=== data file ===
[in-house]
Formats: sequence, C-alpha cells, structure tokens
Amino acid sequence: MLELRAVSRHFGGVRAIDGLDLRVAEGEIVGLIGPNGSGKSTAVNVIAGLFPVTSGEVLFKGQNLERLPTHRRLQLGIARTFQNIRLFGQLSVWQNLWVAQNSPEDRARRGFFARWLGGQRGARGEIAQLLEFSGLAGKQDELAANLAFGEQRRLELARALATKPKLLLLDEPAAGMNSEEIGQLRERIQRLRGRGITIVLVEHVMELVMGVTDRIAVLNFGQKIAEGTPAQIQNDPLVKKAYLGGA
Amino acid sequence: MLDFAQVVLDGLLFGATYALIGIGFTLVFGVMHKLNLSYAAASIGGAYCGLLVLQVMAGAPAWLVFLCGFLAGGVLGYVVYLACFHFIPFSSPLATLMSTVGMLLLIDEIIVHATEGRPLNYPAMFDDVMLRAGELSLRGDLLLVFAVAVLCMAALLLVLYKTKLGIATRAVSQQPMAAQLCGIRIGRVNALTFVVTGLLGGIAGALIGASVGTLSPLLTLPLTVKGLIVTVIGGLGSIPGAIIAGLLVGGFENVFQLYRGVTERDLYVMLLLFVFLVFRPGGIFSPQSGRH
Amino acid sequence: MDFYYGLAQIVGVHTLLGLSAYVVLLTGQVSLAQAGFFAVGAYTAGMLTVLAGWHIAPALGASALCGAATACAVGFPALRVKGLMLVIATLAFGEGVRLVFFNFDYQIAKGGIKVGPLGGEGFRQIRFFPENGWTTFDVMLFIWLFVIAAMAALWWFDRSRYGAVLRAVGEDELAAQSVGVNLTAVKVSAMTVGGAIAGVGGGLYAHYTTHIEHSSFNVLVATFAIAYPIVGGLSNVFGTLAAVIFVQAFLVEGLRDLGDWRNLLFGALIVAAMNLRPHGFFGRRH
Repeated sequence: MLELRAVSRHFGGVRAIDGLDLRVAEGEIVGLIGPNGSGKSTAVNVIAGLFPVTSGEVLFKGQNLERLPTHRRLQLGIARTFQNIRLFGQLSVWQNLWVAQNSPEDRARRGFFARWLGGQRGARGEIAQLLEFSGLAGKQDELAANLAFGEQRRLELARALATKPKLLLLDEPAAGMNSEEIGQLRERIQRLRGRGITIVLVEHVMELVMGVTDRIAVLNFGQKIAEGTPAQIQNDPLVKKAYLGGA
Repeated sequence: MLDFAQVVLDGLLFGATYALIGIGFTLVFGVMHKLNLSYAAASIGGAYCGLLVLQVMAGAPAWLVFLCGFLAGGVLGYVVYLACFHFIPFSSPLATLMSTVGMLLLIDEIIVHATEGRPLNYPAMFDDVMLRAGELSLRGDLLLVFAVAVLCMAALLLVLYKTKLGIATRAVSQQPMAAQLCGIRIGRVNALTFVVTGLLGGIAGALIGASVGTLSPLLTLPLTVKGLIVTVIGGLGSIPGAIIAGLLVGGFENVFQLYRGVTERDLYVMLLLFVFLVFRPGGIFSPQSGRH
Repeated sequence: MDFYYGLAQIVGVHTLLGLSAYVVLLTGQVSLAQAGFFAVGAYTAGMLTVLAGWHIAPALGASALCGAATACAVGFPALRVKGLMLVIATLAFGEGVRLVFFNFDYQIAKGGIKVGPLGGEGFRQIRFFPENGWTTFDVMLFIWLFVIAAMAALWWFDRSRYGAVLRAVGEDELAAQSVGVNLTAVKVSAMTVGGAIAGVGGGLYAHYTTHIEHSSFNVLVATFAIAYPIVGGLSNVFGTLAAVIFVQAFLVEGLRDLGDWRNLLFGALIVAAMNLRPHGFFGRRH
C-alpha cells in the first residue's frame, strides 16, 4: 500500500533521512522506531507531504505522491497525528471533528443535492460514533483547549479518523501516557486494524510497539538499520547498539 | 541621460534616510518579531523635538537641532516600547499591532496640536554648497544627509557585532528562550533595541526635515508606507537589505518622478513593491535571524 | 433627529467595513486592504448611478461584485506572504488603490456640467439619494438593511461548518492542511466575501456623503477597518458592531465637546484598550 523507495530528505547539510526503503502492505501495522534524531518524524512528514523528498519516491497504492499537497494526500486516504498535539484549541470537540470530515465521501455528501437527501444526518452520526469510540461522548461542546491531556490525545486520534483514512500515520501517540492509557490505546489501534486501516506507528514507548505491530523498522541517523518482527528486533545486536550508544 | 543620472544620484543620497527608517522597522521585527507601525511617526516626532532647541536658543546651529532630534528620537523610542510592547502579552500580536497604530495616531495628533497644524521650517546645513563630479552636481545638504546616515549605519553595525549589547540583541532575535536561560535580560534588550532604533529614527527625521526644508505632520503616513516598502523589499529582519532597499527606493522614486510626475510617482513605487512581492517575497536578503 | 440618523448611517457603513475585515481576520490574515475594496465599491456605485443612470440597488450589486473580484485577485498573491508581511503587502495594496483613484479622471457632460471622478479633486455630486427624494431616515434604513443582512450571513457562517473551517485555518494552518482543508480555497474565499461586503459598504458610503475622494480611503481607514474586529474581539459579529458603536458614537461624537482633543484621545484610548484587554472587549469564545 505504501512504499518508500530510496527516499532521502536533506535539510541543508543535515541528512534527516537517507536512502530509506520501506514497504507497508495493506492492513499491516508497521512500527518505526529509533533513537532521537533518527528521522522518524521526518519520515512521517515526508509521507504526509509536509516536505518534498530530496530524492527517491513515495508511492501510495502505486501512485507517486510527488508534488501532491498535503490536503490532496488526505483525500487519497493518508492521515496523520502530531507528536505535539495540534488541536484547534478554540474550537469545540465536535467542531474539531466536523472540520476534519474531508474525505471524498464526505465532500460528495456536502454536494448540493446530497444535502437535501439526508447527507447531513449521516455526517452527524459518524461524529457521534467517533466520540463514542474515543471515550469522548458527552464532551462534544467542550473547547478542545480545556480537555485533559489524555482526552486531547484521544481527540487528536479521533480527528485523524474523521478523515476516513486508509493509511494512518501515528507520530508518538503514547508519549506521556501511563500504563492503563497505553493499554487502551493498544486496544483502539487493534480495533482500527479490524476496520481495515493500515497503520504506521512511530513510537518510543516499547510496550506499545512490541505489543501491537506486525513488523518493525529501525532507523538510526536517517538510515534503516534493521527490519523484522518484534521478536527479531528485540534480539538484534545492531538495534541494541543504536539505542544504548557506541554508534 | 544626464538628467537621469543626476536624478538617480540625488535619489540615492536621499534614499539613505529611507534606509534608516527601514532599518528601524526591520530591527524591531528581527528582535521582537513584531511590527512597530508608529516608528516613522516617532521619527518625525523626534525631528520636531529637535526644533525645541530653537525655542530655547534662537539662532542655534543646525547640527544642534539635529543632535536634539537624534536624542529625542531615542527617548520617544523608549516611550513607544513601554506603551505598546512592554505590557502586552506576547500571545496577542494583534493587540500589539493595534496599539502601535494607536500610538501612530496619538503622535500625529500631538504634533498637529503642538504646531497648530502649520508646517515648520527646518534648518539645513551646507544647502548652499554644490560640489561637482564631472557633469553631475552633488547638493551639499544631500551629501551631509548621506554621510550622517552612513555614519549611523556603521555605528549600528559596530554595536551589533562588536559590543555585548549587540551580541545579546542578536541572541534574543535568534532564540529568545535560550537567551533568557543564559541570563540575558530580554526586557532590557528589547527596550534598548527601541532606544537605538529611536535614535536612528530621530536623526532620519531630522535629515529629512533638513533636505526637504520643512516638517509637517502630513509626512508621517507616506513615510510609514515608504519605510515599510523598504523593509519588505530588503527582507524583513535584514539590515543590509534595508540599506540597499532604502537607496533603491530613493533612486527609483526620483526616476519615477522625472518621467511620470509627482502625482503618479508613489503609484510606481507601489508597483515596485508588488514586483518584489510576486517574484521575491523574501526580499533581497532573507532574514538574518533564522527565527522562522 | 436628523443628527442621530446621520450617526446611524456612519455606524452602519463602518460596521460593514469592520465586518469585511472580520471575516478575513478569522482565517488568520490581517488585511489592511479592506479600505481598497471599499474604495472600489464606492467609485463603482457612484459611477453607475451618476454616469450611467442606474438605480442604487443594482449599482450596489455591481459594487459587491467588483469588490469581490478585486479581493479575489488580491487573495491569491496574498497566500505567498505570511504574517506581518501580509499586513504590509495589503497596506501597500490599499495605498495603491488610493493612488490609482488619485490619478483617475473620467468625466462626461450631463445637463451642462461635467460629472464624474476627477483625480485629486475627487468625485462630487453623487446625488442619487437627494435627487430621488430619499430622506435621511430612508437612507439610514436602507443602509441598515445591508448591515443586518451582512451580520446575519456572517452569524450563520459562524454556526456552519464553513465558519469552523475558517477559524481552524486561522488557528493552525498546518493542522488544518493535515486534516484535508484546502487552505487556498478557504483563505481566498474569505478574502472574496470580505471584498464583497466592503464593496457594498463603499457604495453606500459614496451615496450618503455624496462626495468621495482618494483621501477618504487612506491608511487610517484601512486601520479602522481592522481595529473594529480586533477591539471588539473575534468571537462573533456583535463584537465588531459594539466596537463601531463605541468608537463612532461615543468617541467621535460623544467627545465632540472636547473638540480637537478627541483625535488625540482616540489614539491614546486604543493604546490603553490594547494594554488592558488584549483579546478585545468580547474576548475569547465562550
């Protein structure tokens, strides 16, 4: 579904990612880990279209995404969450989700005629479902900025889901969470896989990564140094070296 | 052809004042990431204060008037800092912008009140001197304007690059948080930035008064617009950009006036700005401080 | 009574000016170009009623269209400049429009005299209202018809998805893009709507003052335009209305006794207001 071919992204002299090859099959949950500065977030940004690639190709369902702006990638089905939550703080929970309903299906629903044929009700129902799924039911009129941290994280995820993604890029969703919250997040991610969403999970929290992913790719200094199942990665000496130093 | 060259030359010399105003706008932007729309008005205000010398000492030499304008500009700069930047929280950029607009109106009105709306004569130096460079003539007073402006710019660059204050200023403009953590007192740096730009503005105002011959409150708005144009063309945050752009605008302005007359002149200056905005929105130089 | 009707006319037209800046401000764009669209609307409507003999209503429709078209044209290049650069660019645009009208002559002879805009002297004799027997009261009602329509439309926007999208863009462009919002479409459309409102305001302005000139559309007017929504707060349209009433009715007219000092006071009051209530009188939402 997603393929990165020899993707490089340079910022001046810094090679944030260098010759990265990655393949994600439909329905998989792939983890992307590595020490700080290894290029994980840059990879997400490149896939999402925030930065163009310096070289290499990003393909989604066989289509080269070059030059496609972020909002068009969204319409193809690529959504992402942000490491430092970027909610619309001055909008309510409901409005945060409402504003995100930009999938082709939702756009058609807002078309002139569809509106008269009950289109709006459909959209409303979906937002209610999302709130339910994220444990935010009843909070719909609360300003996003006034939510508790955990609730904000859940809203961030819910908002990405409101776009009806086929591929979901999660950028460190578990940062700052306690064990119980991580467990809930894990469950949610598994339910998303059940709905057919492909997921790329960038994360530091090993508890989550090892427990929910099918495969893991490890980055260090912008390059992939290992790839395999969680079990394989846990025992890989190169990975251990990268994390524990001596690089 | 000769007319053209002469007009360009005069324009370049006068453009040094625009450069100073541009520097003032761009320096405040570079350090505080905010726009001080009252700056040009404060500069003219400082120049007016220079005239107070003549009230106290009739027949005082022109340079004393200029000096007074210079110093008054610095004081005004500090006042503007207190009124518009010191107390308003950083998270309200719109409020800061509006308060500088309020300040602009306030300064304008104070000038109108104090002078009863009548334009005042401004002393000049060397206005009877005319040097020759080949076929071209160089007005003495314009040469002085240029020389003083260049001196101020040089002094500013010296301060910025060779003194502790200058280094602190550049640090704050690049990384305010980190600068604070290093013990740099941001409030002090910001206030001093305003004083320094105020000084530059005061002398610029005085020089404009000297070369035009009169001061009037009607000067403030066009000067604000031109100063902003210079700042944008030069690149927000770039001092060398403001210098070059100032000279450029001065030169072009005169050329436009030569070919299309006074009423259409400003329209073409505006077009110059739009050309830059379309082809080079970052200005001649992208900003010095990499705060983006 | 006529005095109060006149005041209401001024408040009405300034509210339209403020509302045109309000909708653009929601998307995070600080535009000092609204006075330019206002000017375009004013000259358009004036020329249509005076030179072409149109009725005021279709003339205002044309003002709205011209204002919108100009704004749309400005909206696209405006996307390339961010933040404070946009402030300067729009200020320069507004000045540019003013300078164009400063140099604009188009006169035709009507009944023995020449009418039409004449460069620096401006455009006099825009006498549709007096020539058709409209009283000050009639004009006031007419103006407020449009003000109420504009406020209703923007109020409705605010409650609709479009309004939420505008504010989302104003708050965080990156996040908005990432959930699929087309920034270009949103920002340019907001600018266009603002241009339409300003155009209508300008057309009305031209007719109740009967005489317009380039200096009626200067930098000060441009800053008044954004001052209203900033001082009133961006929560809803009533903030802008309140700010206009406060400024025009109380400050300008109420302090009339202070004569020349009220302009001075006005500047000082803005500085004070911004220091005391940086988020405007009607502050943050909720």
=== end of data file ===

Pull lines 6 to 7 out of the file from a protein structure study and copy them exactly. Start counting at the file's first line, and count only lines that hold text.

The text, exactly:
Repeated sequence: MLELRAVSRHFGGVRAIDGLDLRVAEGEIVGLIGPNGSGKSTAVNVIAGLFPVTSGEVLFKGQNLERLPTHRRLQLGIARTFQNIRLFGQLSVWQNLWVAQNSPEDRARRGFFARWLGGQRGARGEIAQLLEFSGLAGKQDELAANLAFGEQRRLELARALATKPKLLLLDEPAAGMNSEEIGQLRERIQRLRGRGITIVLVEHVMELVMGVTDRIAVLNFGQKIAEGTPAQIQNDPLVKKAYLGGA
Repeated sequence: MLDFAQVVLDGLLFGATYALIGIGFTLVFGVMHKLNLSYAAASIGGAYCGLLVLQVMAGAPAWLVFLCGFLAGGVLGYVVYLACFHFIPFSSPLATLMSTVGMLLLIDEIIVHATEGRPLNYPAMFDDVMLRAGELSLRGDLLLVFAVAVLCMAALLLVLYKTKLGIATRAVSQQPMAAQLCGIRIGRVNALTFVVTGLLGGIAGALIGASVGTLSPLLTLPLTVKGLIVTVIGGLGSIPGAIIAGLLVGGFENVFQLYRGVTERDLYVMLLLFVFLVFRPGGIFSPQSGRH